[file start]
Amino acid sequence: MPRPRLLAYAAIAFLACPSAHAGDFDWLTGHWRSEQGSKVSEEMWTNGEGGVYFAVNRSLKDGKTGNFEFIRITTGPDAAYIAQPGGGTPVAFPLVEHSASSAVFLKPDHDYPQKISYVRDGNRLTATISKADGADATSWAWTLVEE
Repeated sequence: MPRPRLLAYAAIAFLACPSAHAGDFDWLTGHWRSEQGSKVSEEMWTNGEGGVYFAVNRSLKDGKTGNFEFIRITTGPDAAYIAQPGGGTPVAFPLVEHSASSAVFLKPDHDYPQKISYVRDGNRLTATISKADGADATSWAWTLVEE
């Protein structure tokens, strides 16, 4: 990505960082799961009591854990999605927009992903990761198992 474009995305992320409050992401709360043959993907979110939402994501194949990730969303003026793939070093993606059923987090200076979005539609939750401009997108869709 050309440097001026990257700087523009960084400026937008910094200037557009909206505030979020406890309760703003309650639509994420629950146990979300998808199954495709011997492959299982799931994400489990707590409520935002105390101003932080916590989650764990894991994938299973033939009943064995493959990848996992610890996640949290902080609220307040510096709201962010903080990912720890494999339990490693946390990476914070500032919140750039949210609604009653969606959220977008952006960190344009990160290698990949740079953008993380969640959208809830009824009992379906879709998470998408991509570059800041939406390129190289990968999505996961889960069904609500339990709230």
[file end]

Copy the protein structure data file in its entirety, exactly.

Amino acid sequence: MPRPRLLAYAAIAFLACPSAHAGDFDWLTGHWRSEQGSKVSEEMWTNGEGGVYFAVNRSLKDGKTGNFEFIRITTGPDAAYIAQPGGGTPVAFPLVEHSASSAVFLKPDHDYPQKISYVRDGNRLTATISKADGADATSWAWTLVEE
Repeated sequence: MPRPRLLAYAAIAFLACPSAHAGDFDWLTGHWRSEQGSKVSEEMWTNGEGGVYFAVNRSLKDGKTGNFEFIRITTGPDAAYIAQPGGGTPVAFPLVEHSASSAVFLKPDHDYPQKISYVRDGNRLTATISKADGADATSWAWTLVEE
């Protein structure tokens, strides 16, 4: 990505960082799961009591854990999605927009992903990761198992 474009995305992320409050992401709360043959993907979110939402994501194949990730969303003026793939070093993606059923987090200076979005539609939750401009997108869709 050309440097001026990257700087523009960084400026937008910094200037557009909206505030979020406890309760703003309650639509994420629950146990979300998808199954495709011997492959299982799931994400489990707590409520935002105390101003932080916590989650764990894991994938299973033939009943064995493959990848996992610890996640949290902080609220307040510096709201962010903080990912720890494999339990490693946390990476914070500032919140750039949210609604009653969606959220977008952006960190344009990160290698990949740079953008993380969640959208809830009824009992379906879709998470998408991509570059800041939406390129190289990968999505996961889960069904609500339990709230």